Why regulatory action will play a key role in mHealth advancements

For mHealth technology to deliver on all its promises there needs to be a concerted effort by government regulators to catch up with the speed of innovation, writes Mark Hines, a litigator at Gowling Lafleur Henderson LLP in Canada, in a column at Lexology.

"[Mobile health] is challenging the effectiveness of health and privacy regulation in Canada. While regulators have taken certain steps to address mHealth, the extent of technological change raises further questions about the suitability of existing regulation in protecting the public," he says. "It has become more difficult for manufacturers and app developers to determine the legislation with which they must comply and the regulators under whose jurisdiction they fall."

In the U.S., lawmakers are calling on federal agencies to address such questions regarding privacy, healthcare data access and use and delve deeper into potential regulations of mHealth devices. In response the Federal Trade Commission has indicated it has no desire to develop more rules, at least within the near future.

Vendors are also activity talking with regulators. In early November Apple and FTC officials discussed data sharing and user privacy as it relates to Apple's HealthKit and its impending watch, with the agency seeking assurance Apple will not sell data to third-party vendors.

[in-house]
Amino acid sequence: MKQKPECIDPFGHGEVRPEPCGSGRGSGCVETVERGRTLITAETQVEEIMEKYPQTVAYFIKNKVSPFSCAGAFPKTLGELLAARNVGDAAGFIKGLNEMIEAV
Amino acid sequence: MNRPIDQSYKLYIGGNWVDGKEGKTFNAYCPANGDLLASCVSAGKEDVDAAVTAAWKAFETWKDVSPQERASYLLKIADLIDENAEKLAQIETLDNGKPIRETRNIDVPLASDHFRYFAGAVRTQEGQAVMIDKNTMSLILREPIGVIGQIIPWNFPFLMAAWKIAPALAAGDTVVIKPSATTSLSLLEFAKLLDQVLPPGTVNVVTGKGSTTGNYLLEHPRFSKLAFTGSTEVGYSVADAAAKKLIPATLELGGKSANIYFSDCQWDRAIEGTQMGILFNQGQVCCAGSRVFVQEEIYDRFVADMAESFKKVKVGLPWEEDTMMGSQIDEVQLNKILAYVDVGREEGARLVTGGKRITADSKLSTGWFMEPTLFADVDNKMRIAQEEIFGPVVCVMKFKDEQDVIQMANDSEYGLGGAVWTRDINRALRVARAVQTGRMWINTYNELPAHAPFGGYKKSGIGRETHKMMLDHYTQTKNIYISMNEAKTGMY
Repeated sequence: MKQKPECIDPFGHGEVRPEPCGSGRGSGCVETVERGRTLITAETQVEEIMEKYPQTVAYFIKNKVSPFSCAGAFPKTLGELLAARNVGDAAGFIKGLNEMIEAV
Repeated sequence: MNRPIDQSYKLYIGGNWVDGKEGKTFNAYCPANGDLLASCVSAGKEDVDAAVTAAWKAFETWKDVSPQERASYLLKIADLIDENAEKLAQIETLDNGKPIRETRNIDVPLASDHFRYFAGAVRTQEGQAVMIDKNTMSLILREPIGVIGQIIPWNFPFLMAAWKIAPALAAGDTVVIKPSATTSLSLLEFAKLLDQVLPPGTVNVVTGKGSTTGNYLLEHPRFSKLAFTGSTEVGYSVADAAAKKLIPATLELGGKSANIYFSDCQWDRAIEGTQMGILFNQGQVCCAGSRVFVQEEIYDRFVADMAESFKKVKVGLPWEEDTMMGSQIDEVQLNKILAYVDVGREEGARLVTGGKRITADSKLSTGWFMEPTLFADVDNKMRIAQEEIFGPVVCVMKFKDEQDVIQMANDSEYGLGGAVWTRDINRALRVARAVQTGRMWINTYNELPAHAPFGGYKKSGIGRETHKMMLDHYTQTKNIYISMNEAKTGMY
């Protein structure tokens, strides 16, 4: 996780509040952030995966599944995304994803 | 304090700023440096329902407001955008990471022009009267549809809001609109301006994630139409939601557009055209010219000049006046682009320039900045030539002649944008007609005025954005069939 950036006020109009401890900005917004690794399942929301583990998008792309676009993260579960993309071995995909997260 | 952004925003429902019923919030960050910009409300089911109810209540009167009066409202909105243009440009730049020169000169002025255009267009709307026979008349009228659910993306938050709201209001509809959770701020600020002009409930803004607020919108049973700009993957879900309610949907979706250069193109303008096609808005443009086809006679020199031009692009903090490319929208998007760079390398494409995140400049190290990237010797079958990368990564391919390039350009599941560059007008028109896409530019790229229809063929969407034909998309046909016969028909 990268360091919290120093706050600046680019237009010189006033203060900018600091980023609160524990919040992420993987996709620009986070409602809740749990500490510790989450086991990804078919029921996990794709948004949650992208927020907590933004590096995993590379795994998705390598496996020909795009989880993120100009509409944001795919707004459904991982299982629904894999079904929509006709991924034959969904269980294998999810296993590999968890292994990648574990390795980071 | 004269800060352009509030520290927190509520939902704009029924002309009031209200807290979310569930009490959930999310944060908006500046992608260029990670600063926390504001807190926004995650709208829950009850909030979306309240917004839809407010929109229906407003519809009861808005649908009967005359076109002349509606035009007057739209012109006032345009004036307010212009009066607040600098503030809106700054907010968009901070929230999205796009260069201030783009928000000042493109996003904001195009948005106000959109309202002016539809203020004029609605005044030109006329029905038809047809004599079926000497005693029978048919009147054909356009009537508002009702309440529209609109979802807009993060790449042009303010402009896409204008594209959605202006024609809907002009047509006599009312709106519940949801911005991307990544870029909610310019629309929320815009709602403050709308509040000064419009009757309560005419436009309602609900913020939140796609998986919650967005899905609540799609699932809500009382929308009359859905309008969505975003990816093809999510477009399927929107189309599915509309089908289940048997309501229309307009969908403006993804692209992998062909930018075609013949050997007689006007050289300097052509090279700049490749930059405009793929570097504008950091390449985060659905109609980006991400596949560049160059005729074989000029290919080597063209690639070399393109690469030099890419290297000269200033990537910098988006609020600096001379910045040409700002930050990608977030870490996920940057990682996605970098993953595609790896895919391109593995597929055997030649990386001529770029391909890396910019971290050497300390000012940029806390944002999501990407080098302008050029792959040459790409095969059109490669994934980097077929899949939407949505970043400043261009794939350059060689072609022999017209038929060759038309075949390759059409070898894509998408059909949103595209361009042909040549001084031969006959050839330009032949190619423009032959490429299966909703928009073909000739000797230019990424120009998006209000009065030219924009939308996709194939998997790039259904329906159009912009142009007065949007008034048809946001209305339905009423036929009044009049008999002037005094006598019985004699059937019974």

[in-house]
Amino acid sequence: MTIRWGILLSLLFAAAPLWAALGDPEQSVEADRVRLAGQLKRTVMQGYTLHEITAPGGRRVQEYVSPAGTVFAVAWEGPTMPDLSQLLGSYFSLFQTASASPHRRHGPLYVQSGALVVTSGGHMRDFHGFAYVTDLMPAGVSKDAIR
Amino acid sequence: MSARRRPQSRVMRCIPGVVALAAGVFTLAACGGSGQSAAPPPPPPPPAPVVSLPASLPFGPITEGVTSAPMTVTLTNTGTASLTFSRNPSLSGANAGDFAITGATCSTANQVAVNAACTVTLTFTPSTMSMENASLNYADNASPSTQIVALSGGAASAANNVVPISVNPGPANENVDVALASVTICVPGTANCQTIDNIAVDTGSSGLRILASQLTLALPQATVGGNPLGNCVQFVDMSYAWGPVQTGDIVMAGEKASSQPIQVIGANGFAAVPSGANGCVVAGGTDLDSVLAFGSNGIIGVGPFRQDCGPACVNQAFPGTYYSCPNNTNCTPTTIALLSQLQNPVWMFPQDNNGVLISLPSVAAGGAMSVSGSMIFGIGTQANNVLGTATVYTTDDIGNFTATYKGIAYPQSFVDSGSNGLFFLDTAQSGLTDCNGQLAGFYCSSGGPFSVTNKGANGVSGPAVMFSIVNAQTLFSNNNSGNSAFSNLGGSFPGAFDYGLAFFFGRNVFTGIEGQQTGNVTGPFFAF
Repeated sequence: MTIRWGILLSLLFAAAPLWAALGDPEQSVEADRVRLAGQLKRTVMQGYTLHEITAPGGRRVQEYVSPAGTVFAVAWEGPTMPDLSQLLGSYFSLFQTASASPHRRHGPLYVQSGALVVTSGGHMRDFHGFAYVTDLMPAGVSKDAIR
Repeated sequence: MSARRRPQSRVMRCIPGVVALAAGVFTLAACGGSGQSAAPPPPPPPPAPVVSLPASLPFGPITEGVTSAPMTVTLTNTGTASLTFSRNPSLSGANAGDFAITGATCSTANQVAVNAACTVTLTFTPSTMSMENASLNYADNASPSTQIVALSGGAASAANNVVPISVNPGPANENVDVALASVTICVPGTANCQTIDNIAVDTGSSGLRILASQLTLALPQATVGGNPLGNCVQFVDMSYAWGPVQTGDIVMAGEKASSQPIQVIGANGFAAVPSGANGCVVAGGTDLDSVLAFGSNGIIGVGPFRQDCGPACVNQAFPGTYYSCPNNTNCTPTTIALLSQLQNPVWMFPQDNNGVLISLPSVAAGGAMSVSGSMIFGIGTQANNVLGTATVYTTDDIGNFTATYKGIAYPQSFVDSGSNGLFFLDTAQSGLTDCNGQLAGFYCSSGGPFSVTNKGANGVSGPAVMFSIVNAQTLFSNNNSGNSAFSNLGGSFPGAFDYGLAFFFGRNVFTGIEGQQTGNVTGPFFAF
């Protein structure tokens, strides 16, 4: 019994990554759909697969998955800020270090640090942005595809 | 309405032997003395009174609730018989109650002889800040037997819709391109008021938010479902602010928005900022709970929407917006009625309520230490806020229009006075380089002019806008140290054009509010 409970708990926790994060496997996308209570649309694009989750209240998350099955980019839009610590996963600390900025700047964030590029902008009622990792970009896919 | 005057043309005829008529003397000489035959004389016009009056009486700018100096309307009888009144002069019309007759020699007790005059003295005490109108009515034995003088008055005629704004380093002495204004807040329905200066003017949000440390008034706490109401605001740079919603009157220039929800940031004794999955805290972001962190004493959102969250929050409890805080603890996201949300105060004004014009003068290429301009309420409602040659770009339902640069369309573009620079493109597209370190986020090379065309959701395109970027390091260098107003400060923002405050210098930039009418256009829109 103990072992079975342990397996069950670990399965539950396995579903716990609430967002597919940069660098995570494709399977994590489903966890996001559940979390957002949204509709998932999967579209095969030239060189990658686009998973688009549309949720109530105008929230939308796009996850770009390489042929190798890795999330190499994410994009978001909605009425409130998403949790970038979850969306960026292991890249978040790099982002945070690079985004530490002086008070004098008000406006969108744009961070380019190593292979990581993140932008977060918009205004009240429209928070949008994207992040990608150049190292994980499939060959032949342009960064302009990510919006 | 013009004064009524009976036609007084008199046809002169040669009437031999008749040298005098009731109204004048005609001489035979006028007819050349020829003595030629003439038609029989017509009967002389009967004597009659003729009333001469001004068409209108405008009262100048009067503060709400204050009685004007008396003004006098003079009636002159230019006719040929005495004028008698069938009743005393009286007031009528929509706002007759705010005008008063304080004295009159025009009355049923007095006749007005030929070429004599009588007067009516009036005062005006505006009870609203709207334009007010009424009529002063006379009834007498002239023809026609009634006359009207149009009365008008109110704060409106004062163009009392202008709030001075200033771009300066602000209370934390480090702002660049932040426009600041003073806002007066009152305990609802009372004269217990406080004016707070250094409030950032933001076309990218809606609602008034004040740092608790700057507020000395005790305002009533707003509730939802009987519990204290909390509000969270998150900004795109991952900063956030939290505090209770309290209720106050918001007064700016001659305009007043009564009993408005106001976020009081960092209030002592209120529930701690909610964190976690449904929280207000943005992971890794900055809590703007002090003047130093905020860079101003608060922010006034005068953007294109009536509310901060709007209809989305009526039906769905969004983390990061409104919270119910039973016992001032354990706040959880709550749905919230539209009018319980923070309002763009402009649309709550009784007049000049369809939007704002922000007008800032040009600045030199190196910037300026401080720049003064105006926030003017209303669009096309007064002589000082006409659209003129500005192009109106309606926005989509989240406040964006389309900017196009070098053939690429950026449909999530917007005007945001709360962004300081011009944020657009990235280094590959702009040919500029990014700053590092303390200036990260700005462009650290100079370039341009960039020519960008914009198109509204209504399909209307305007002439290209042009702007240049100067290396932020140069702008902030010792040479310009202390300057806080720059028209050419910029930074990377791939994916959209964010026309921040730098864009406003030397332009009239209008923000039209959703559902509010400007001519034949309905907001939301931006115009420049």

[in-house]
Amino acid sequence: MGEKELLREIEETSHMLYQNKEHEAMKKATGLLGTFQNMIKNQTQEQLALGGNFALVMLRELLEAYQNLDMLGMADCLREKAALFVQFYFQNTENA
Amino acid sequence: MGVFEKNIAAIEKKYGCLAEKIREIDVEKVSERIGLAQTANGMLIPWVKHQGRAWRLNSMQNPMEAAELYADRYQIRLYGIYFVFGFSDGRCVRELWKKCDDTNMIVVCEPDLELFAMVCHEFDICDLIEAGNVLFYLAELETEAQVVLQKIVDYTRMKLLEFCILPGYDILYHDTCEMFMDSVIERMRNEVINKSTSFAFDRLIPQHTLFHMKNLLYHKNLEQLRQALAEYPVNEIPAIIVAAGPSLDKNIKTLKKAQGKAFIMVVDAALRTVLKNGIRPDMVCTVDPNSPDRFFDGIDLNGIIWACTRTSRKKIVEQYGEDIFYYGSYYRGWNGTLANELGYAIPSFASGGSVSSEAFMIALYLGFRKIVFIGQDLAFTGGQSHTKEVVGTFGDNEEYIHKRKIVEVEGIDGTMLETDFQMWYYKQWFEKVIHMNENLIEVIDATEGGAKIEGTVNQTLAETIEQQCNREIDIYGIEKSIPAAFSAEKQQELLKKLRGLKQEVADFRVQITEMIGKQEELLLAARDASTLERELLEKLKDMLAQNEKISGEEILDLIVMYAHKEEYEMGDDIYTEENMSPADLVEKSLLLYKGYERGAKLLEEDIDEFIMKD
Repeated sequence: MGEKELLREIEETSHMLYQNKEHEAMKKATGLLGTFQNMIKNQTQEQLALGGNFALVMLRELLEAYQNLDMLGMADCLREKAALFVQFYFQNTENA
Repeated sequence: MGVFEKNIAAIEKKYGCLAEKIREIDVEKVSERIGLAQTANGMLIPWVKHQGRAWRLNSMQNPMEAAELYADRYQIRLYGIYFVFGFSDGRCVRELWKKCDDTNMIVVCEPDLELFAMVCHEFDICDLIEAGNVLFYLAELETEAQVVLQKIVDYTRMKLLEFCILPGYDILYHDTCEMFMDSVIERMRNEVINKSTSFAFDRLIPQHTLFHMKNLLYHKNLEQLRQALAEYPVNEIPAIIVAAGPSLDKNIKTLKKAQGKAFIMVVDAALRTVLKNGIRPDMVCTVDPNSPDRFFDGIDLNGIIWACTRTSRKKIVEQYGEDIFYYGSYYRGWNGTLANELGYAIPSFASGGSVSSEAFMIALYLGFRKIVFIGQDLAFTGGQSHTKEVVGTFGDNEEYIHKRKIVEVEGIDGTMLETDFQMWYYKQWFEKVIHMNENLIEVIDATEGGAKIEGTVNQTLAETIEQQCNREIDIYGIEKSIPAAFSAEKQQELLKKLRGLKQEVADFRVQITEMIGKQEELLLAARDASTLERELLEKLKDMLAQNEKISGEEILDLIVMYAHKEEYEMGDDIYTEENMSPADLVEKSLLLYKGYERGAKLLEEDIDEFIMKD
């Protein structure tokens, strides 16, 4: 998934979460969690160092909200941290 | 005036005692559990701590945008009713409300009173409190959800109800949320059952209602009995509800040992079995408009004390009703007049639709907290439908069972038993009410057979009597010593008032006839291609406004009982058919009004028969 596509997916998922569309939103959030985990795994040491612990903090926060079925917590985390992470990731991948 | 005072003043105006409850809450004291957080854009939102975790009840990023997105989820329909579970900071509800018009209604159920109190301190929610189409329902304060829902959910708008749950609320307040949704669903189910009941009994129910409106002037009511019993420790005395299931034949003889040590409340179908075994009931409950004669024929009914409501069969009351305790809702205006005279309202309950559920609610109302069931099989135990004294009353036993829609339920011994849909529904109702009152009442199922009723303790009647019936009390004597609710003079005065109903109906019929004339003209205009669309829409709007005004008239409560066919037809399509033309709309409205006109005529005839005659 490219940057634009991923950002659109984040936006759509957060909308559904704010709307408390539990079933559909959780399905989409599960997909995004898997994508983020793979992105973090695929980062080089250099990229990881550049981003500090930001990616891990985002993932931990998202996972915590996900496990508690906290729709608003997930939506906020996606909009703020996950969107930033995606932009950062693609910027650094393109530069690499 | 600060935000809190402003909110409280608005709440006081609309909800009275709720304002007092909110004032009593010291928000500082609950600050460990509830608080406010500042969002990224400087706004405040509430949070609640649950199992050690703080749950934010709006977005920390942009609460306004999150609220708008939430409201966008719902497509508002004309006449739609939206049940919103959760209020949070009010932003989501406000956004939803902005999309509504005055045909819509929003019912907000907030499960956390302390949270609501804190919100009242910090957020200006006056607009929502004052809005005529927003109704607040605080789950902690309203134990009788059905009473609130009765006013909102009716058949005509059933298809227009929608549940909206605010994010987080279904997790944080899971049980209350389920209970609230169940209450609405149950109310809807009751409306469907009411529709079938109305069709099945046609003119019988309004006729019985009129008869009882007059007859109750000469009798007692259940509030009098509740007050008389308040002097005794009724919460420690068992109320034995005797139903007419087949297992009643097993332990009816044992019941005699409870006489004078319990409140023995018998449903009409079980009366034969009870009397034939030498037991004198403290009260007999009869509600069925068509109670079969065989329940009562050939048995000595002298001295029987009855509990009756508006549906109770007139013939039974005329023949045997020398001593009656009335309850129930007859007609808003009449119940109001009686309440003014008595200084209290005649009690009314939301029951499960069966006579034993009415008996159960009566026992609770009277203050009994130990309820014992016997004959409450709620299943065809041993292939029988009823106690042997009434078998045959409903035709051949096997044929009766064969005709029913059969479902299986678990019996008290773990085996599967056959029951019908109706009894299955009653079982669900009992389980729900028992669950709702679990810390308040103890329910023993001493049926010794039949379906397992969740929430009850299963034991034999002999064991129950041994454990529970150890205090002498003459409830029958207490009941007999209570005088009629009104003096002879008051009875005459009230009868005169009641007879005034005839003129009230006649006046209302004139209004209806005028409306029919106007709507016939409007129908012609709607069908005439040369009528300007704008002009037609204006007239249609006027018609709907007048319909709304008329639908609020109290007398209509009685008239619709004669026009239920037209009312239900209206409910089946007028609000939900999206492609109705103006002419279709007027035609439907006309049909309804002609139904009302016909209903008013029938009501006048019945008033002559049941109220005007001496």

The fast mHealth tech development, says Hines, raises questions regarding privacy rules that need to addressed on the regulatory front. Despite guidance documents that have been released regarding medical apps, more needs to be done, he says.

"Health Canada regulates medical devices that are 'imported for sale' or 'sold' in Canada. But does the app qualify as a diagnostic device? What if the app can be downloaded for free? Or, what if the software is hosted by a server in another country?," he writes.

Hines also says the current environment when it comes to regulations creates uncertainty for device makers, as well as for those who may be considering entering the market.

"Over the next few years, regulators ... will need to work with the mhealth industry to create a predictable regulatory environment that is not overly burdensome, permits technological creativity and, most importantly, protects the public," he says.

For more information:
- read the column

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